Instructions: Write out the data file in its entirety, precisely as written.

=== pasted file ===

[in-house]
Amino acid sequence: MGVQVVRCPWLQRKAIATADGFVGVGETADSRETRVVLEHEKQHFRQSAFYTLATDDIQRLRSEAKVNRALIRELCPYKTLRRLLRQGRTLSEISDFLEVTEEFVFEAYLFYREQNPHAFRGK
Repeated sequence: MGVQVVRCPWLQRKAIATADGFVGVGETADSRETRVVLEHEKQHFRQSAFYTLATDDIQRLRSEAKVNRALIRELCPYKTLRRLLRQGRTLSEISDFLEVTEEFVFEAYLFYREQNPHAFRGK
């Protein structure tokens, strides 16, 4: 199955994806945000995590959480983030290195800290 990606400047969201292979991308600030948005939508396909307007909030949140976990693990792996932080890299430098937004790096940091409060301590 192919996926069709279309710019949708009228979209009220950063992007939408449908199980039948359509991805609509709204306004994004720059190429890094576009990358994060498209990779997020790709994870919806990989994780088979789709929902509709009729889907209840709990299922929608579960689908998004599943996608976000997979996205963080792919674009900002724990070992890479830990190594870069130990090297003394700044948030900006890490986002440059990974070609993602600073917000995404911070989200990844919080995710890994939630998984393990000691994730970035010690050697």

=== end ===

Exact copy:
[in-house]
Amino acid sequence: MGVQVVRCPWLQRKAIATADGFVGVGETADSRETRVVLEHEKQHFRQSAFYTLATDDIQRLRSEAKVNRALIRELCPYKTLRRLLRQGRTLSEISDFLEVTEEFVFEAYLFYREQNPHAFRGK
Repeated sequence: MGVQVVRCPWLQRKAIATADGFVGVGETADSRETRVVLEHEKQHFRQSAFYTLATDDIQRLRSEAKVNRALIRELCPYKTLRRLLRQGRTLSEISDFLEVTEEFVFEAYLFYREQNPHAFRGK
């Protein structure tokens, strides 16, 4: 199955994806945000995590959480983030290195800290 990606400047969201292979991308600030948005939508396909307007909030949140976990693990792996932080890299430098937004790096940091409060301590 192919996926069709279309710019949708009228979209009220950063992007939408449908199980039948359509991805609509709204306004994004720059190429890094576009990358994060498209990779997020790709994870919806990989994780088979789709929902509709009729889907209840709990299922929608579960689908998004599943996608976000997979996205963080792919674009900002724990070992890479830990190594870069130990090297003394700044948030900006890490986002440059990974070609993602600073917000995404911070989200990844919080995710890994939630998984393990000691994730970035010690050697």